When is a vintage or antique bicycle worth restoring? When is it too “nice” to be restored? These are tough questions, and usually the answer is just a matter of preference, but sometimes it can be about economics. Of course if a bicycle has sentimental value, then the economics of a restoration would be a moot point. In this article, we will take a look at several different bicycles, and answer the question…. should I restore my bicycle?
Consider the bicycle pictured above. It is a late 1930’s Mercury boys bicycle. This bike was not the most expensive model sold under the Mercury badge this year, but it still sports a tank and rear carrier, and some pretty cool paint. The overall condition of this bike is fair, but at least all of the important (expensive) parts are present. Obviously, this bike would have no appeal to anyone as-is. The chrome is completely shot, and the paint is very thin and mostly surface-rust. If you were to hire a professional to restore this entire bike, you will likely have more into it than it is worth when completed. However, if you do the prep and assembly work yourself and hire out the chrome, paint and seat restoration, you should be OK. If this bike were missing the tank (the most valuable piece on this bike), then it would be difficult to come out on top with this one. Should it be restored? It’s borderline on this one… if you like the bike, go for it!
1937 Schwinn Autocycle
The 1937 Schwinn Autocycle shown above is what would be considered a survivor. The bicycle has all of it’s original paint and accent colors, and even the pinstripes are still visible. The plating, though worn and dull is still original. The bike is very complete and is very desirable in any condition. This bike is a good example of a one that should not be restored. There is a saying among collectors of vintage bicycles… it’s only original once! Some may argue that the bicycle is still more valuable restored and this may even be true… but the cost to restore it would far exceed the increase in value when completed. And we won’t even mention how you’d be lynched by your fellow collectors if you were to restore a rare bike in this condition!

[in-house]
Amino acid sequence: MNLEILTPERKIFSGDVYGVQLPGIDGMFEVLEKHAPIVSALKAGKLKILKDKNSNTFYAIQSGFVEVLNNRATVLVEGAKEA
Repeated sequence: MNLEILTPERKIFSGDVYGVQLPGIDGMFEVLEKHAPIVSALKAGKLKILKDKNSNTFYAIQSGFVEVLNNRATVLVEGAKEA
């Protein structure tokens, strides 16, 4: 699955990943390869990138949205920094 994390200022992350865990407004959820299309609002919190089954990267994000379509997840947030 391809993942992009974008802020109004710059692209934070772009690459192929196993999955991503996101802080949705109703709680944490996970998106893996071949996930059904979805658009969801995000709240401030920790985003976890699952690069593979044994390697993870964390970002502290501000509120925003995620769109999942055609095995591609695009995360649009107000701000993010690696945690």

1940’s J.C. Higgins
The 1940’s Sears J.C. Higgins bicycle shown above is the type of vintage balloon tire bicycle that you might still find at a yard sale these days. Someone who finds this type of bike may get very excited out their find, thinking they have found a valuable collectors item, and are excited to begin a restoration. Sadly, this bike has very little collector value at all. The bike is a ladies model. Ladies bicycles are just not very desirable to collectors for the same reasons that 4-door cars are of little interest to car collectors. This is a bike that even considering it’s relatively good condition and completeness, does not warrant much more than being cleaned up and made rideable. If you were to invest in a new paint job, you would far exceed the value of the bike.
This 1939 Elgin ladies bicycle, known by collectors as the “Miss America” bike is an unusual example of a ladies model that is as desirable as a men’s model. This bike which looks like it may have an amateur restoration started on it, is very complete and would not take much to restore. All the sheet metal appears to be in good shape. Even if some of the paint on this bike is original, it appears that some of it has been re-painted by an amateur at one time, so a complete re-paint would not be out of the question. However, the parts that do not have original paint could be re-painted to original specifications and distressed to match the rest of the bike. This is a technique employed by advanced collectors who want to retain as much originality as they can in a bike, even if part of it is not original. If you wanted to do a complete restoration on this bike, that would be acceptable also. Either way, the end result would be worth more than leaving the bike as-is.
This 1930’s Shelby has some cool features. It has a New-Departure 2-speed hub with shifter, Delta Defender tail-light, Stewart-Warner speedometer and stainless steel fenders. This bike most likely did not come with a tank when it was new, but adding one would increase the value and appeal of the bike. The problem is, these bikes are fairly common and the type of fenders they have are extremely difficult to restore if they have any dents, tears or holes. The value of this bike would be primarily in its parts. Sadly, many collectors would part this bike out rather than restore it. Some may keep it as is, but very few would consider a restoration since the value would be eclipsed by the restoration cost by quite a bit. This bike is best left alone and either ridden, or hung on your shop wall to be enjoyed for what it is.
1900’s Pierce Chainless
The 1900’s Pierce Chainless bicycle shown above is a very desirable bicycle. Though not exceedingly rare, there is a lot of interest in these bicycles for a few reasons. For bicycle collectors, it is a very well made and highly featured bike with chainless “shaft-drive”, rear “hygenic-cushion” suspension and a leaf-spring front suspension. For collectors of Pierce Arrow automobiles, this bike is sought after for its connection to the automobile company, who made these bicycles up through the teens. The bicycle shown is missing most of its original parts, but the value of the completed bike is high enough to justify finding the replacements. The wheels, seat, stem, handlebars and pedals are all much newer replacements that are not appropriate for this bike. This bike is a good example of one that may not be very appealing visually as it is in this condition or even be noticed by the un-trained eye, but when restored it is worth a pretty penny! This bike is definitely worth restoring.